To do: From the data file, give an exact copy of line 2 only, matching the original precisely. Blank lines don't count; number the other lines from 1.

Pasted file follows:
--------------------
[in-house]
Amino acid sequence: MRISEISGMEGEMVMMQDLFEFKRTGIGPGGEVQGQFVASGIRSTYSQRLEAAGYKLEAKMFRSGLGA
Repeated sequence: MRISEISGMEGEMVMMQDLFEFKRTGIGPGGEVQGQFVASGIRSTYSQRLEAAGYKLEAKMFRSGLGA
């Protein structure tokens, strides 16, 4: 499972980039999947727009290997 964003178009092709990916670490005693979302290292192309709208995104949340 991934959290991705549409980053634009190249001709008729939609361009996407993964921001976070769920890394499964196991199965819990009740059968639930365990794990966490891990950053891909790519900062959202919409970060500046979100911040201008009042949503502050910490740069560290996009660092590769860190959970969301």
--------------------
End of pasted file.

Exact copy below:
Amino acid sequence: MRISEISGMEGEMVMMQDLFEFKRTGIGPGGEVQGQFVASGIRSTYSQRLEAAGYKLEAKMFRSGLGA